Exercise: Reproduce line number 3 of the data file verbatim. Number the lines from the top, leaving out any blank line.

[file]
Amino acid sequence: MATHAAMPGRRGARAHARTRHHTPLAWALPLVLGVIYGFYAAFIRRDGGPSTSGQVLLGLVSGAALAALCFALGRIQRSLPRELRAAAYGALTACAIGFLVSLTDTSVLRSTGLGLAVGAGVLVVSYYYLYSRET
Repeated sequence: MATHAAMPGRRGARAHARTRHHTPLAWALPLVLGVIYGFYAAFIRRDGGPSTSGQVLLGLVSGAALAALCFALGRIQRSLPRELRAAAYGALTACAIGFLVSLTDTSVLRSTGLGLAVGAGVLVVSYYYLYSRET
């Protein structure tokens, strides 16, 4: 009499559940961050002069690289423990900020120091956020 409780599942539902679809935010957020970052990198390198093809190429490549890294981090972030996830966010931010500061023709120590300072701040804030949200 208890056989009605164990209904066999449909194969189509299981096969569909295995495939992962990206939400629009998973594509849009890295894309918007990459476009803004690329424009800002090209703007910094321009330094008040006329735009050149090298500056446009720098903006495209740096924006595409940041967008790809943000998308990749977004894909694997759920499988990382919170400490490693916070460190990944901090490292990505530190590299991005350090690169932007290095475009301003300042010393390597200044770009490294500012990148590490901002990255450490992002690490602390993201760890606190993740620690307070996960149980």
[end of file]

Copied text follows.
């Protein structure tokens, strides 16, 4: 009499559940961050002069690289423990900020120091956020 409780599942539902679809935010957020970052990198390198093809190429490549890294981090972030996830966010931010500061023709120590300072701040804030949200 208890056989009605164990209904066999449909194969189509299981096969569909295995495939992962990206939400629009998973594509849009890295894309918007990459476009803004690329424009800002090209703007910094321009330094008040006329735009050149090298500056446009720098903006495209740096924006595409940041967008790809943000998308990749977004894909694997759920499988990382919170400490490693916070460190990944901090490292990505530190590299991005350090690169932007290095475009301003300042010393390597200044770009490294500012990148590490901002990255450490992002690490602390993201760890606190993740620690307070996960149980």